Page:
As a lover of the game, Ten Cate admitted it was “devastating” to hear of Red Devils icon Ferguson’s recent health scare.
“When I was at Ajax and Panathinaikos I went to some coaching seminars and met him. He’s a very nice guy. It’s terrible news what happened to him,” said Ten Cate, who admits the 76-year-old Ferguson’s situation is a reminder of what cost success comes at.
“The job he did, his lifetime’s career is a stressful one. I have white hair, it used to be black. This job costs a lot. It asks a lot from your body and your mind.
“I heard his first words when he woke up were how Doncaster Rovers (Ferguson’s son Darren’s team) did, this is typically him.
“This is a football animal. He lives it. He was born football and he will die football, hopefully not for a long time. He is the game. He’s one of a kind, a legend of football.”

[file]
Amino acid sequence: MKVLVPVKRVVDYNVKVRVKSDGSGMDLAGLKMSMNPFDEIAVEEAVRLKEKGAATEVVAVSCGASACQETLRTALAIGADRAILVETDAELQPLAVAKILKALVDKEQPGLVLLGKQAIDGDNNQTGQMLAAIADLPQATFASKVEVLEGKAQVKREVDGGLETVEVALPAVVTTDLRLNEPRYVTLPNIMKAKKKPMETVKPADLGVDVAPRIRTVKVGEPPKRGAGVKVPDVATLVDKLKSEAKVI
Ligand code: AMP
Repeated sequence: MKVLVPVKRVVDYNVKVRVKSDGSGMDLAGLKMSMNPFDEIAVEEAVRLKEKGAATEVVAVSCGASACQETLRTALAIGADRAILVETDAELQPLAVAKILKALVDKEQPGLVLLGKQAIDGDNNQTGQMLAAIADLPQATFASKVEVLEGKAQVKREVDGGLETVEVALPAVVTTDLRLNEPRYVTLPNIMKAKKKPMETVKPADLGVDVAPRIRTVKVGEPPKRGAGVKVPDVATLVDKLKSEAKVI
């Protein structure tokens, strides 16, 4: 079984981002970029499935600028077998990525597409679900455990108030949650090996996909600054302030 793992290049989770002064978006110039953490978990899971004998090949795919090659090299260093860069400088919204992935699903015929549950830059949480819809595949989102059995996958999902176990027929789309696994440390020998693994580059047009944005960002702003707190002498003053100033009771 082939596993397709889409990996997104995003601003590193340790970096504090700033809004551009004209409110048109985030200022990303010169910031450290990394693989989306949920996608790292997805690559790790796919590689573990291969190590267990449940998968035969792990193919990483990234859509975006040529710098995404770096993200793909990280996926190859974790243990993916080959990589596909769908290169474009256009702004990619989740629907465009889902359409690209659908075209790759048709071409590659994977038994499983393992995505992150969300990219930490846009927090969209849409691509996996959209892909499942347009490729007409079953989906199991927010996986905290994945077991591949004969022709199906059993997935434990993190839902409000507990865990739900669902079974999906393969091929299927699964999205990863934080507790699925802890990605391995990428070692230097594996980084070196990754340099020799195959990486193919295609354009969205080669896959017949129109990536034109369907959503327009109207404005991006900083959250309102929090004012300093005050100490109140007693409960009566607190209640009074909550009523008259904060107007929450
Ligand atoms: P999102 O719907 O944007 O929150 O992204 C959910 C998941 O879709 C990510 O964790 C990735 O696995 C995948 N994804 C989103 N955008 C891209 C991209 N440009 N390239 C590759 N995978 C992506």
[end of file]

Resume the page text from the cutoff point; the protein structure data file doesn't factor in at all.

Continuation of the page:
The two tattoos, one on the left calf of Neymar Jr. and the other on the right forearm of Gabriel Jesus, are striking, similar and significant.
They depict a young Brazilian with a football under his arm, looking up at a Sao Paulo favela and dreaming big.
Both Neymar and Jesus were those boys – and subsequently blessed with the ability and desire to make success a reality.
At 25, Neymar has now established himself among football’s biggest and best, to the extent Paris Saint-Germain paid a world record £200 million to lure him away from Barcelona last summer and he came third in the 2017 Ballon D’Or.
Jesus, five years younger, may only be just embarking on his quest to win major trophies with Manchester City, but has been widely tipped to emulate the feats of his compatriot and close friend in rising from the slums to superstardom.
It is something he wants too, but, despite being linked by ink, the frontman is eager to create his own fairytale.